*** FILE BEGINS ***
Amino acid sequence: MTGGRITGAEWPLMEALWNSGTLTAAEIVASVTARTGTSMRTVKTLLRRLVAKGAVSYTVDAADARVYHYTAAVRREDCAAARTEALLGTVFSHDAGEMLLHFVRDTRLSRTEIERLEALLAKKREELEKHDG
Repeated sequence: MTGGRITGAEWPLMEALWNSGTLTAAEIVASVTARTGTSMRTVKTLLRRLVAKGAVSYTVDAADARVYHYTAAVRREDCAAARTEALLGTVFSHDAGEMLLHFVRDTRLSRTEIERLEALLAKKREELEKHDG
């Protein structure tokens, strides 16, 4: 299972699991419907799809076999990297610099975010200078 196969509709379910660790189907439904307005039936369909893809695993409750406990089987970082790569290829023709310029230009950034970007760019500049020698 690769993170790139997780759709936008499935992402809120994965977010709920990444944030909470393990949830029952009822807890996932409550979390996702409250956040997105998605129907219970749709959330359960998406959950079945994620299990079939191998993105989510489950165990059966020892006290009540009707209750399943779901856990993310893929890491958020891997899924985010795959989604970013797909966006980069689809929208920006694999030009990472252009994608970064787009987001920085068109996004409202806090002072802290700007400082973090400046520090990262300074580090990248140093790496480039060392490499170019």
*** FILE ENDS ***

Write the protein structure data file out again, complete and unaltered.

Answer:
Amino acid sequence: MTGGRITGAEWPLMEALWNSGTLTAAEIVASVTARTGTSMRTVKTLLRRLVAKGAVSYTVDAADARVYHYTAAVRREDCAAARTEALLGTVFSHDAGEMLLHFVRDTRLSRTEIERLEALLAKKREELEKHDG
Repeated sequence: MTGGRITGAEWPLMEALWNSGTLTAAEIVASVTARTGTSMRTVKTLLRRLVAKGAVSYTVDAADARVYHYTAAVRREDCAAARTEALLGTVFSHDAGEMLLHFVRDTRLSRTEIERLEALLAKKREELEKHDG
């Protein structure tokens, strides 16, 4: 299972699991419907799809076999990297610099975010200078 196969509709379910660790189907439904307005039936369909893809695993409750406990089987970082790569290829023709310029230009950034970007760019500049020698 690769993170790139997780759709936008499935992402809120994965977010709920990444944030909470393990949830029952009822807890996932409550979390996702409250956040997105998605129907219970749709959330359960998406959950079945994620299990079939191998993105989510489950165990059966020892006290009540009707209750399943779901856990993310893929890491958020891997899924985010795959989604970013797909966006980069689809929208920006694999030009990472252009994608970064787009987001920085068109996004409202806090002072802290700007400082973090400046520090990262300074580090990248140093790496480039060392490499170019």